Pittsburgh Universities Bring Industry Back to the City with Tech

Driven by innovative research, big companies place roots in the steel city.

At one time, Pittsburgh was a booming metropolis thanks to the steel industry. Now, one of the city’s few connections to its former trade is the name of its football team.

But, with the abundance of cutting-edge universities located there and an increase in its use of data and artificial intelligence to power government and infrastructure, the city is poised to find its place in the tech industry.

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Innovative Research Campuses Draw in Tech Leaders

Carnegie Mellon University has driven a lot of high-tech developments in recent years. From using crowdsourcing to fight the flu to developing data visualization and augmented reality tools for network administration, the university’s research is already making waves in the tech industry.

A recent partnership with CMU also brought Uber into Pittsburgh to test autonomous vehicles and help drive the automated automotive industry in the state of Pennsylvania.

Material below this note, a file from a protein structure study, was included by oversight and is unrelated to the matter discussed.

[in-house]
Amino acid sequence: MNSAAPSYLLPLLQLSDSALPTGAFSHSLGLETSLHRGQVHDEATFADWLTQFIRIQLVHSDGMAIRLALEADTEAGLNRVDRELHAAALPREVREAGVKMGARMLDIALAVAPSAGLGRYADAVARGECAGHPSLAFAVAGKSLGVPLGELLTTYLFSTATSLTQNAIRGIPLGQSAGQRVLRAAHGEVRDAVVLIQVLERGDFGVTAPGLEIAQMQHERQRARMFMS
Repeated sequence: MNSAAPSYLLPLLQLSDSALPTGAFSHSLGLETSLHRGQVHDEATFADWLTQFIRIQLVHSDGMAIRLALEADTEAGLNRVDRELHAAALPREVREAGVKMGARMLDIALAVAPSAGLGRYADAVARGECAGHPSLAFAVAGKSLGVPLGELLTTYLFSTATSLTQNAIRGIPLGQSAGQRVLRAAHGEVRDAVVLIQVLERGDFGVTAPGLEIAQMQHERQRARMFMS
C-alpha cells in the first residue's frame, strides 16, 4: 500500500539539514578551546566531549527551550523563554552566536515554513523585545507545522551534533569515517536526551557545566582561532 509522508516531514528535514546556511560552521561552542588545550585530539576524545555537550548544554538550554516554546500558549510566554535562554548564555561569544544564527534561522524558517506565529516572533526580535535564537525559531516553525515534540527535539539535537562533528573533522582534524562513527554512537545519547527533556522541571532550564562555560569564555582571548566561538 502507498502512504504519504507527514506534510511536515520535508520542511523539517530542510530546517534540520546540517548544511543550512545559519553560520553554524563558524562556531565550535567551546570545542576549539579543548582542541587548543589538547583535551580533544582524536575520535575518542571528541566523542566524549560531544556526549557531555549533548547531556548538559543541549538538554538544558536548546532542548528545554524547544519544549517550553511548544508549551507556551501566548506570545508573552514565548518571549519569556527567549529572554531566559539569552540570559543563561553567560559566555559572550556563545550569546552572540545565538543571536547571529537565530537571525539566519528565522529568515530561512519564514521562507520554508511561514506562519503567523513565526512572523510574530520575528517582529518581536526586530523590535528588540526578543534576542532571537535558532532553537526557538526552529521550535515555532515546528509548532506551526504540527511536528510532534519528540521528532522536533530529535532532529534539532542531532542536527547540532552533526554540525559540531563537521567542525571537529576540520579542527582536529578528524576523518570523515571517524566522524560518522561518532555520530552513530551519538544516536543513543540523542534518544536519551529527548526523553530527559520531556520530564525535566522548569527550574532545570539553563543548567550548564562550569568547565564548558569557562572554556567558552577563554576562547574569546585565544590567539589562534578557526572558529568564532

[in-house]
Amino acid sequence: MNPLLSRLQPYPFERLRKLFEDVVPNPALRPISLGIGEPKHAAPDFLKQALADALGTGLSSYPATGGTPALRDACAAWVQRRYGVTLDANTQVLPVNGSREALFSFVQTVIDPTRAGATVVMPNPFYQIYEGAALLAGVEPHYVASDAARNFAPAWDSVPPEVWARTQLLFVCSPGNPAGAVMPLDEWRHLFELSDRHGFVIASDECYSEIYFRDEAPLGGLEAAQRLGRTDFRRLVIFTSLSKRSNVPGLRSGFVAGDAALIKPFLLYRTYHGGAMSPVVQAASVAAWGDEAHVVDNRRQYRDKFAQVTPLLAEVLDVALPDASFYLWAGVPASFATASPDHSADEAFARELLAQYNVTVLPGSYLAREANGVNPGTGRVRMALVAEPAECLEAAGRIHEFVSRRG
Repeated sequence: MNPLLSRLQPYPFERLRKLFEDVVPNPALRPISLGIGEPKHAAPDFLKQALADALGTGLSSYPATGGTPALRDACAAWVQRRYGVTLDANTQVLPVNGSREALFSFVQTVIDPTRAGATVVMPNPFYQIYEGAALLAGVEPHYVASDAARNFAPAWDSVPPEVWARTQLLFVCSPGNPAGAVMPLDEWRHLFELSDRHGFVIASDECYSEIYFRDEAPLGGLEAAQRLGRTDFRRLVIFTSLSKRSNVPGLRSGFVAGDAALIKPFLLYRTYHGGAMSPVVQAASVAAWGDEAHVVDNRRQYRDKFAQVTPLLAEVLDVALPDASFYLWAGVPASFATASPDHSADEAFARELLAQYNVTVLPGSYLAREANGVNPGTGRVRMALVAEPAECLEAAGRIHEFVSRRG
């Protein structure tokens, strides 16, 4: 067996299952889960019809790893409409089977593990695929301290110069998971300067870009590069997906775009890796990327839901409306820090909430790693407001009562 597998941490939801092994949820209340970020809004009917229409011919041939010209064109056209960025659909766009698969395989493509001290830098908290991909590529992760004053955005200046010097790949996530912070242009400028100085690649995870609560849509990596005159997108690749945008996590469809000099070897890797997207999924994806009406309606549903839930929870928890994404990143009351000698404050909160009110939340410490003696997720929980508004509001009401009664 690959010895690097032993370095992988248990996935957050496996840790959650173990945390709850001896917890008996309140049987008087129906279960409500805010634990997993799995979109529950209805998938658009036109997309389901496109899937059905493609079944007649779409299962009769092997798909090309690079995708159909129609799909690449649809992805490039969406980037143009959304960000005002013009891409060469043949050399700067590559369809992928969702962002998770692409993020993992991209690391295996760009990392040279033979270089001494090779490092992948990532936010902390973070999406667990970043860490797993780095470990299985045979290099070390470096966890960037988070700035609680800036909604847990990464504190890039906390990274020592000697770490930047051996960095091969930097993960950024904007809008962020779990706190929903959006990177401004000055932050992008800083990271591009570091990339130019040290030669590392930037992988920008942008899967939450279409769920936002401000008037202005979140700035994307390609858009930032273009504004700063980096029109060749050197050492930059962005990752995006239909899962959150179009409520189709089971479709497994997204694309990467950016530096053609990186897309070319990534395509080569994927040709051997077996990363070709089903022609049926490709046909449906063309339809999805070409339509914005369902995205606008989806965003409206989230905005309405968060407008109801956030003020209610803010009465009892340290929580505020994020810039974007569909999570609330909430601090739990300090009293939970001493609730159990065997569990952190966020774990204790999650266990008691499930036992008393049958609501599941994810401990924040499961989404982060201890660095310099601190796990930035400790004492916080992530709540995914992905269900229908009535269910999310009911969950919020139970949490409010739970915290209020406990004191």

Thanks to the top students and research professors in CMU’s School of Computer Science, The New York Times reports that companies like Apple, Facebook and Google have opened offices in some of the city’s once-derelict neighborhoods.

After receiving an education at CMU, Luis von Ahn, co-founder of the tech startup Duolingo, decided the city would be a perfect headquarters location. Another CMU grad, Kamal Nigam, heads up Google Pittsburgh and notes that people from around the world are now moving to the city for a job.

“With the growing number of start-ups and the big companies in the area, people realize they can have not just one job at a good tech company, but a tech career here,” Nigam says in the article.

The University of Pittsburgh Medical Center and the university’s Schools of the Health Sciences also recently launched an initiative with Microsoft. The partnership will combine the tech giant’s expertise in AI and cloud with the research, clinical and product development work of UPMC.

“With Microsoft, we have a shared vision of empowering clinicians by reducing the burden of electronic ‘paperwork’ and allowing the doctor to focus on the sacred doctor-patient relationship,” says Steven D. Shapiro, the chief medical and scientific officer of UPMC, in a press release.

Whether it’s programming, smart city planning or innovative medical care, the steel city is becoming the place to be for a new generation of workers.

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Oct 02 2017